David Lassner (BA Economics ’76, MS CS ’81) is the president of the University of Hawai’i and also interim chancellor of the University of Hawaiʻi at Mānoa, the flagship research campus of the UH System.
He began his career at the university in 1977, and is focused on helping the state’s residents earn college credentials and developing an innovation sector to strengthen Hawai’i’s economy.
Lassner has served as principal investigator for $400 million in federal awards at the University of Hawaiʻi. He also led the federally funded project that interconnected all public schools, libraries and campuses on Hawai’i’s six islands with fiber optics, and is principal investigator for the Maui High Performance Computing Center and for the Pacific Disaster Center.
In addition, Lassner is a commissioner of the Western Interstate Commission on Higher Education, a board member and vice chair of the National Association of System Heads, and a member of the Board of Governors of the East-West Center.
Early Career Educator Alumni Award
Before coming to Michigan, Gilbert (BS Math and CS ’01, PhD CS ’10) led the comp.social lab at Georgia Tech.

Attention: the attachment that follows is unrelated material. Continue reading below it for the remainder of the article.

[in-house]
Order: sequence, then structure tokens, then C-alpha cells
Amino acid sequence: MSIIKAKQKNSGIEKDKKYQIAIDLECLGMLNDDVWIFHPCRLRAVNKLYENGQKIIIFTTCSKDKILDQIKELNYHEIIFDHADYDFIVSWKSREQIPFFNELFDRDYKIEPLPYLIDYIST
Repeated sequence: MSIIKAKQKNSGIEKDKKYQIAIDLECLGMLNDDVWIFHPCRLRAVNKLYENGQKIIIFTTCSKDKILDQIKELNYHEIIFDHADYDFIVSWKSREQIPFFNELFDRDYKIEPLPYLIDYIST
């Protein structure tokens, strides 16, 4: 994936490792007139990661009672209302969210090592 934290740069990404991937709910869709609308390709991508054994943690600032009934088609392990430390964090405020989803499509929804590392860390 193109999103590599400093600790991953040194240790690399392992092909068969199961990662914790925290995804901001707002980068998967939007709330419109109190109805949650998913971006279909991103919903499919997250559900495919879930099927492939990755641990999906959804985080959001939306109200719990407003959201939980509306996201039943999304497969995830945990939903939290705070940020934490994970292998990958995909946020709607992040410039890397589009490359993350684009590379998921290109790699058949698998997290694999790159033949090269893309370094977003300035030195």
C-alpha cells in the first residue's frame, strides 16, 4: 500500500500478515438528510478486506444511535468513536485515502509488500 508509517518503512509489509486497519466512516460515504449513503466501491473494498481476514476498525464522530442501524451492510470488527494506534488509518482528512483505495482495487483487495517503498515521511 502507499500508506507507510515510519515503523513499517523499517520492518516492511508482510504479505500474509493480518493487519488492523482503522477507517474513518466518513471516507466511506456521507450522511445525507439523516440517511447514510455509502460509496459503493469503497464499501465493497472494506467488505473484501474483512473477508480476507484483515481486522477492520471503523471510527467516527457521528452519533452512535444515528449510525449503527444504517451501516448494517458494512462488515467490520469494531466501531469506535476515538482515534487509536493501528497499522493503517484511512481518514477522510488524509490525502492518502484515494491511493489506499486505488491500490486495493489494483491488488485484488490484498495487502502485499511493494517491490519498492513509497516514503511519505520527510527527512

Gilbert is a sociotechnologist, with a research focus on building and studying social media systems. His work has been supported by grants from Facebook, Samsung, Yahoo!, Google, the National Science Foundation, the U.S. Army Research Laboratory, and the Defense Advanced Research Projects Agency.
Gilbert's work also has been recognized with multiple best-paper awards. He is the recipient of an NSF CAREER Award and two teaching recognitions at Georgia Tech: the Young Faculty Award from the Sigma Xi chapter and the Class of 1969 Teaching Fellow.
Pattabiraman’s research is focused on “good enough computing” – building affordable error-resilient software systems – as well as software engineering and security.